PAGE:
A.—The weight of a malleable iron rim of one square inch sectional area and 7 feet diameter is 21.991 feet x 3.4 lbs. = 74.76, one half of which is 37.4 lbs. Then by the same process as before, 8,000/37.4 = 213.9, the centrifugal force in terms of the weight: 213.9 x 7, the diameter of the wheel = 1497.3, the square root of which, 38.3 x 4.01 = 155.187 feet per second, the highest velocity of the rims of railway carriage wheels that is consistent with safety. 155.187 feet per second is equivalent to 105.8 miles an hour. As 4,000 lbs. per square inch of sectional area is the utmost strain to which iron should be exposed in machinery, railway wheels can scarcely be considered safe at speed even considerably under 100 miles an hour, unless so constructed that the centrifugal force of the rim will be counteracted, to a material extent, by the centripetal action of the arms. Hooped wheels are very unsafe, unless the hoops are, by some process or other, firmly attached to the arms. It is of no use to increase the dimensions of the rim of a wheel with the view of giving increased strength to counteract the centrifugal force, as every increase in the weight of the rim will increase the centrifugal force in the same proportion.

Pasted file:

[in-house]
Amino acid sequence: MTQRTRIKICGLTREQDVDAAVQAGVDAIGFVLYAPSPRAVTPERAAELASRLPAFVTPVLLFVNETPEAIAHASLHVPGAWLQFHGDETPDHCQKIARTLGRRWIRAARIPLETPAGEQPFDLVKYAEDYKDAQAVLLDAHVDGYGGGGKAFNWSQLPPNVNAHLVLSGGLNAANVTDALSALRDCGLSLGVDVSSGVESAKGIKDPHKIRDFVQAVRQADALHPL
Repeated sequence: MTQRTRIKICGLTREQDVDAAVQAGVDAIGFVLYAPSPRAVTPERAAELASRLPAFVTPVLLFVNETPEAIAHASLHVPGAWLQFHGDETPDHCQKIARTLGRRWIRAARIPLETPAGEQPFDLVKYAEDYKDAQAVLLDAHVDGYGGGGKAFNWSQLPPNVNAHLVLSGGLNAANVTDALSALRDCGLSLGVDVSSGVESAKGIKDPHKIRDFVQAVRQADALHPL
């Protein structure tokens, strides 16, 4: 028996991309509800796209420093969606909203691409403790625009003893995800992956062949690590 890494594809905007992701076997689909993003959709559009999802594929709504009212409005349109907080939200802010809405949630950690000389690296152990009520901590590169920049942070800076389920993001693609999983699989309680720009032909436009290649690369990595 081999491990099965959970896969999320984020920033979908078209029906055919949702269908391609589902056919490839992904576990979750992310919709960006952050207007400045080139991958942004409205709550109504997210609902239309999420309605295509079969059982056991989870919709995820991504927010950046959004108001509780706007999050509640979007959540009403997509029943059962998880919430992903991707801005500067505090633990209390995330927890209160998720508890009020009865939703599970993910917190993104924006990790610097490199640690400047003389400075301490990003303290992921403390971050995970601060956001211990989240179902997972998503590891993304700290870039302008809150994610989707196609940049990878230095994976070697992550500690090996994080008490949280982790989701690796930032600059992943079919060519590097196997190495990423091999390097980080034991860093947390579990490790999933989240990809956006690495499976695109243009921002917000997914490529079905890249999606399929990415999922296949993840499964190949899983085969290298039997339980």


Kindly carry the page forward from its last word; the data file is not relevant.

31. Q.—What do you understand by the centre of gravity of a body?
A.—That point within it, in which the whole of the weight may be supposed to be concentrated, and which continually endeavors to gain the lowest possible position. A body hung in the centre of gravity will remain at rest in any position.
32. Q.—What is meant by the centre of gyration?
A.—The centre of gyration is that point in a revolving body in which the whole momentum may be conceived to be concentrated, or in which the whole effect of the momentum resides. If the ball of a governor were to be moved in a straight line, the momentum might be said to be concentrated at the centre of gravity of the ball; but inasmuch as, by its revolution round an axis, the part of the ball furthest removed from the axis moves more quickly than the part nearest to it, the momentum cannot be supposed to be concentrated at the centre of gravity, but at a point further removed from the central shaft, and that point is what is called the centre of gyration.
33. Q.—What is the centre of oscillation?
A.—The centre of oscillation is a point in a pendulum or any swinging body, such, that if all the matter of the body were to be collected into that point, the velocity of its vibration would remain unaffected. It is in fact the mean distance from the centre of suspension of every atom, in a ratio which happens not to be an arithmetical one. The centre of oscillation is always in a line passing through the centre of suspension and the centre of gravity.